This article relies largely or entirely on a single source. (November 2013)
Abraham Hanson (1818 - 1866) was an English-born American pastor and diplomat.
Hanson was born near Bromley in South Yorkshire and was educated at Bromley College[clarification needed (unlikely to be one of the ones in London)]. He moved to the United States to become a pastor in the Methodist Episcopal Church pastor, serving in parishes in Aurora, Illinois, Chicago, Milwaukee and Racine, Wisconsin. He left the ministry in 1851 due to poor health and relocated to Kenosha, Wisconsin, where he became involved in local politics and was elected city treasurer for several terms.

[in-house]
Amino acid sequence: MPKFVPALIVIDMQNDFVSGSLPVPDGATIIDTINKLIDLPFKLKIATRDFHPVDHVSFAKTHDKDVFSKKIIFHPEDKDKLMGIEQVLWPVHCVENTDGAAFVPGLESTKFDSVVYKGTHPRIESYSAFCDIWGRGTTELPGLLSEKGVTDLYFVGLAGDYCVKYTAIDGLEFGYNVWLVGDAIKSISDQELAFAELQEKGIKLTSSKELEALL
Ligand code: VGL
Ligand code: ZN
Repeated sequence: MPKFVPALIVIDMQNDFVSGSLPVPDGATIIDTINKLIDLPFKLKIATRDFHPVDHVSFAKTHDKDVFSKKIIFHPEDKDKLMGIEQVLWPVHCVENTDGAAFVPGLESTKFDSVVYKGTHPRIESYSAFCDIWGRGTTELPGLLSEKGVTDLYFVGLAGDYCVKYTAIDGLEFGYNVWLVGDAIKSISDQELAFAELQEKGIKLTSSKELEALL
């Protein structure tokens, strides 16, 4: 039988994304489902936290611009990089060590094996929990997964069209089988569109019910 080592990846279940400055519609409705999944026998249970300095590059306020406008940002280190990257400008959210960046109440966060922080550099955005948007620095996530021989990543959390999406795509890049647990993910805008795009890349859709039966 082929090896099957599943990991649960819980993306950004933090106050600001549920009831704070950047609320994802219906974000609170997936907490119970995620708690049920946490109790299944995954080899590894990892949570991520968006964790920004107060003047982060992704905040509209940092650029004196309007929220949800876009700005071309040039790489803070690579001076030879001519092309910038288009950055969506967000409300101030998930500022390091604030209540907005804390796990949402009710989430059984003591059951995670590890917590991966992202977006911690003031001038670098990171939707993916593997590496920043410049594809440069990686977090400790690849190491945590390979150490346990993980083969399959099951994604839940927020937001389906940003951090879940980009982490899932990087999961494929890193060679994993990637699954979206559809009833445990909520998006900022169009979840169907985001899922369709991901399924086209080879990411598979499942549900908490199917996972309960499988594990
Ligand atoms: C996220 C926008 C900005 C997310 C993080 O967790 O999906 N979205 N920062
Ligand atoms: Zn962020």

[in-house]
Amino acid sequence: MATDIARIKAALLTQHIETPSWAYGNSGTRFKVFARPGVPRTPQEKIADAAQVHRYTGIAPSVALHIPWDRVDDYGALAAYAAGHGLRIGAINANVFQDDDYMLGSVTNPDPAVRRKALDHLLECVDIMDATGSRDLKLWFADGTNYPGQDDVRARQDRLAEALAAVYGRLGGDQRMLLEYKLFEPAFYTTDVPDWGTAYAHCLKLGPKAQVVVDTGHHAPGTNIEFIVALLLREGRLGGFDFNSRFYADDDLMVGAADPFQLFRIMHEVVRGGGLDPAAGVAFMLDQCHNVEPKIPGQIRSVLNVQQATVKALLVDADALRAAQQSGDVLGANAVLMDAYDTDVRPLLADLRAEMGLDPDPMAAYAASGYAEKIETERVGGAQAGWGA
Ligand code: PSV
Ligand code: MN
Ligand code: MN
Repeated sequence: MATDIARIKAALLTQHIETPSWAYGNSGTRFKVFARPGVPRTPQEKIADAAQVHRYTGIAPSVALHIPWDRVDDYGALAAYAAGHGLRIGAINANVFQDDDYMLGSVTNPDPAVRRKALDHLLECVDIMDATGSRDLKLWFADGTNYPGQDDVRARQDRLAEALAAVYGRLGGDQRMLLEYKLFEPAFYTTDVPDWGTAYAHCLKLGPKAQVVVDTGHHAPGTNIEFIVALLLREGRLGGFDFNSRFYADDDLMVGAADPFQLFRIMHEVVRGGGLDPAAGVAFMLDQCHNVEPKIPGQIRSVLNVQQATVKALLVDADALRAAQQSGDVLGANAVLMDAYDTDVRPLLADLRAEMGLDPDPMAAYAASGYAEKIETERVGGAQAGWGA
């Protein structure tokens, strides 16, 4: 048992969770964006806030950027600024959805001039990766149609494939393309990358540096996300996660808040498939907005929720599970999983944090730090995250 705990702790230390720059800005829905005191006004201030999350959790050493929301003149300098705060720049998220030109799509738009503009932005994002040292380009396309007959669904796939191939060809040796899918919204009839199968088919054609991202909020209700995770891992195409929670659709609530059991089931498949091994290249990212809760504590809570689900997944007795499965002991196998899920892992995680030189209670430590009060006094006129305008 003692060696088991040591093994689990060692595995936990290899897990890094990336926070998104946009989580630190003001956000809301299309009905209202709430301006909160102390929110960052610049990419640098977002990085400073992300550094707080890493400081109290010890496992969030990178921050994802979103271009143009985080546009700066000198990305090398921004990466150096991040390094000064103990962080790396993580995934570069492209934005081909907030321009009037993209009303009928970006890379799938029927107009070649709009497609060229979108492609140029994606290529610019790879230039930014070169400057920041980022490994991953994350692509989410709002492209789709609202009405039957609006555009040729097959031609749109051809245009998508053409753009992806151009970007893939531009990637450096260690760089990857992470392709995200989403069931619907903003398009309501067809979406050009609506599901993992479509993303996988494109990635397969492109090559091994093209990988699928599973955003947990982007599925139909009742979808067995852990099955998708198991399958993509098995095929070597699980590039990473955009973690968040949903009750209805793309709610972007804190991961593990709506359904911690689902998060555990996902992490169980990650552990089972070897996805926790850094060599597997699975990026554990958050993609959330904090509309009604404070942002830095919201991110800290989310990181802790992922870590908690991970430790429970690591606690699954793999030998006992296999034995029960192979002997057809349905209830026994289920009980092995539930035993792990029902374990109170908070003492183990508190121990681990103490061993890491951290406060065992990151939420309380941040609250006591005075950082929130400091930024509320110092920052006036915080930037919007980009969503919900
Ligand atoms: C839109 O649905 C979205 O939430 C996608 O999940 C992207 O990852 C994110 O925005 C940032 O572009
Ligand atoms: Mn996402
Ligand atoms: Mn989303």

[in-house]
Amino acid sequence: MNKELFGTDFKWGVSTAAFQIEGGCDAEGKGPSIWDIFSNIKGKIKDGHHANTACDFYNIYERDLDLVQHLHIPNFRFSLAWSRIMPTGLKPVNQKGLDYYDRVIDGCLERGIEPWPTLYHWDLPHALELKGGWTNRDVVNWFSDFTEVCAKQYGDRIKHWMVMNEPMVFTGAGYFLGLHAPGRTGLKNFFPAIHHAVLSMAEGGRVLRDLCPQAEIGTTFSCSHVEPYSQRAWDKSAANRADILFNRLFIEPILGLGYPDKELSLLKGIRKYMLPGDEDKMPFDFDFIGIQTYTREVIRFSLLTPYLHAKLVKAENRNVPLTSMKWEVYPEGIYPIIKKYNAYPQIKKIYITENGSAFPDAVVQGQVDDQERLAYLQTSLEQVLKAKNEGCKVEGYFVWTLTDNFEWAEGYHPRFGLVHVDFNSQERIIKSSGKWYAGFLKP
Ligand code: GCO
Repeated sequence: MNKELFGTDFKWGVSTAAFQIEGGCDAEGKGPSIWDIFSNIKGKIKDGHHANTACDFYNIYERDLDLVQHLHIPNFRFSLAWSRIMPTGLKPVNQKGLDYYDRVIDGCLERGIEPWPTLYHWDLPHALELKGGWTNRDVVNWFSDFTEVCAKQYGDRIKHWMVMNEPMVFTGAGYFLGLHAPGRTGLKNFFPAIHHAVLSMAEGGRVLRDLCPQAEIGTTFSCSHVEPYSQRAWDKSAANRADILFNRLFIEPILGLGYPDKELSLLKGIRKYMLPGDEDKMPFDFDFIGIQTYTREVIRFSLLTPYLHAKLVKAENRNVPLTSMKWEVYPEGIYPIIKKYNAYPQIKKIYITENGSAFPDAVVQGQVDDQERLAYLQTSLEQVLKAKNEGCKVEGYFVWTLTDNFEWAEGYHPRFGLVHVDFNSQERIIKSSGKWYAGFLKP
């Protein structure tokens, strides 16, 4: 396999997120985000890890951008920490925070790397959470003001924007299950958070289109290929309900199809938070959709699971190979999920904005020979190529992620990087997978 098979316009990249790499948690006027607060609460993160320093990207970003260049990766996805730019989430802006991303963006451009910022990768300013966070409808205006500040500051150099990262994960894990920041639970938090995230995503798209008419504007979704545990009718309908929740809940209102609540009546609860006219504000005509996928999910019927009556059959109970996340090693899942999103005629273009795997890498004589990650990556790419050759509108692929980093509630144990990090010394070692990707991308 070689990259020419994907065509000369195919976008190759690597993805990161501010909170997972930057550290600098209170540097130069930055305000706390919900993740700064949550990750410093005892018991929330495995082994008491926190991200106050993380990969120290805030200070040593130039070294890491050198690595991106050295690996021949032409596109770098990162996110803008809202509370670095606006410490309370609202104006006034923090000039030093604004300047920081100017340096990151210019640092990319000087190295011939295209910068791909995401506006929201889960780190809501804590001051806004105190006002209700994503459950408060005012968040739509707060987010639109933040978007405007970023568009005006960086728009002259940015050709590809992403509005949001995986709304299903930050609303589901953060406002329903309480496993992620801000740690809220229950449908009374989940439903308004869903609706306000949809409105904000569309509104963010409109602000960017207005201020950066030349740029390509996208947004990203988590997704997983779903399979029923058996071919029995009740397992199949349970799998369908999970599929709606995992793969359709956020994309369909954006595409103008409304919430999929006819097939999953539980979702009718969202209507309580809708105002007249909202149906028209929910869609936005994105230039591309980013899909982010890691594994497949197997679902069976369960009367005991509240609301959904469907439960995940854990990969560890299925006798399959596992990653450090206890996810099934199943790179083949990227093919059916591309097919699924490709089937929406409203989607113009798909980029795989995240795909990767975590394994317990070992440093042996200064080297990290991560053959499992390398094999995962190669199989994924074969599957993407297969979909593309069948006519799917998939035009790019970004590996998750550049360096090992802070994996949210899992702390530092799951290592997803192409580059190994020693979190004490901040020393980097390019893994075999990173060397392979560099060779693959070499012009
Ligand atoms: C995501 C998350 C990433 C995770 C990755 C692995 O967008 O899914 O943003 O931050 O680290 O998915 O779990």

In June 1863, he was appointed by President Abraham Lincoln to become the first U. S. Commissioner/Consul General to Liberia. The United States Senate confirmed the appointment on January 12, 1864. In 1866, Hanson became ill during his diplomatic service. He died on July 20, 1866, and was buried in Monrovia, the Liberian capital.
- "History of First Methodist Episcopal Church, Racine, Wisconsin" (1912), pages 53 and 70; published by E. W. Leach in 1912. Page 70 and 53.
|This United States biographical article is a stub. You can help Wikipedia by expanding it.|